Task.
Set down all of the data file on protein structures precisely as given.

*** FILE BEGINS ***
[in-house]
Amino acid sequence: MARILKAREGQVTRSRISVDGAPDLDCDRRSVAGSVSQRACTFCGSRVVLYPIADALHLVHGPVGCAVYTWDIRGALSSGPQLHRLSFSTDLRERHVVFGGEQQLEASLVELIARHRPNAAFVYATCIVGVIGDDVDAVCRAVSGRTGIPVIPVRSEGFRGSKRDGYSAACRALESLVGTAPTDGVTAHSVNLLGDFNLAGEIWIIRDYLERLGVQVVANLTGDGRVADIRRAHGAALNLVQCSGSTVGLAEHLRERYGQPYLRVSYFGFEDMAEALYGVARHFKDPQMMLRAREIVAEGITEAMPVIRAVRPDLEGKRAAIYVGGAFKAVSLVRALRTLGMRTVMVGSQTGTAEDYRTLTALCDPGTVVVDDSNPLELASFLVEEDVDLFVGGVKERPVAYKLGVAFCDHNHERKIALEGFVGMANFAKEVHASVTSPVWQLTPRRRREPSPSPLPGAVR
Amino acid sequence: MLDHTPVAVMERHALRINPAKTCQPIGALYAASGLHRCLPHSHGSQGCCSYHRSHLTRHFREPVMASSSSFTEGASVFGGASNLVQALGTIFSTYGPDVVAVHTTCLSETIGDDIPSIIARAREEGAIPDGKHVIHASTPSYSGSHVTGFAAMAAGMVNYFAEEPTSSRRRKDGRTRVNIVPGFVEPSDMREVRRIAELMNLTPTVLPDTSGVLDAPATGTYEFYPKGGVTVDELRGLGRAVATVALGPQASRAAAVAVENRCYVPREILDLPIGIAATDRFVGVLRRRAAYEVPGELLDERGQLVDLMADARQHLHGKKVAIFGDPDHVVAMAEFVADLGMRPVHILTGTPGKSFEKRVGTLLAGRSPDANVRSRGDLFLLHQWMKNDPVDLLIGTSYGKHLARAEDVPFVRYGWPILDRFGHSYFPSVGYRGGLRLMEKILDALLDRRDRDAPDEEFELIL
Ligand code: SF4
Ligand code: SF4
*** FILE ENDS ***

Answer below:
[in-house]
Amino acid sequence: MARILKAREGQVTRSRISVDGAPDLDCDRRSVAGSVSQRACTFCGSRVVLYPIADALHLVHGPVGCAVYTWDIRGALSSGPQLHRLSFSTDLRERHVVFGGEQQLEASLVELIARHRPNAAFVYATCIVGVIGDDVDAVCRAVSGRTGIPVIPVRSEGFRGSKRDGYSAACRALESLVGTAPTDGVTAHSVNLLGDFNLAGEIWIIRDYLERLGVQVVANLTGDGRVADIRRAHGAALNLVQCSGSTVGLAEHLRERYGQPYLRVSYFGFEDMAEALYGVARHFKDPQMMLRAREIVAEGITEAMPVIRAVRPDLEGKRAAIYVGGAFKAVSLVRALRTLGMRTVMVGSQTGTAEDYRTLTALCDPGTVVVDDSNPLELASFLVEEDVDLFVGGVKERPVAYKLGVAFCDHNHERKIALEGFVGMANFAKEVHASVTSPVWQLTPRRRREPSPSPLPGAVR
Amino acid sequence: MLDHTPVAVMERHALRINPAKTCQPIGALYAASGLHRCLPHSHGSQGCCSYHRSHLTRHFREPVMASSSSFTEGASVFGGASNLVQALGTIFSTYGPDVVAVHTTCLSETIGDDIPSIIARAREEGAIPDGKHVIHASTPSYSGSHVTGFAAMAAGMVNYFAEEPTSSRRRKDGRTRVNIVPGFVEPSDMREVRRIAELMNLTPTVLPDTSGVLDAPATGTYEFYPKGGVTVDELRGLGRAVATVALGPQASRAAAVAVENRCYVPREILDLPIGIAATDRFVGVLRRRAAYEVPGELLDERGQLVDLMADARQHLHGKKVAIFGDPDHVVAMAEFVADLGMRPVHILTGTPGKSFEKRVGTLLAGRSPDANVRSRGDLFLLHQWMKNDPVDLLIGTSYGKHLARAEDVPFVRYGWPILDRFGHSYFPSVGYRGGLRLMEKILDALLDRRDRDAPDEEFELIL
Ligand code: SF4
Ligand code: SF4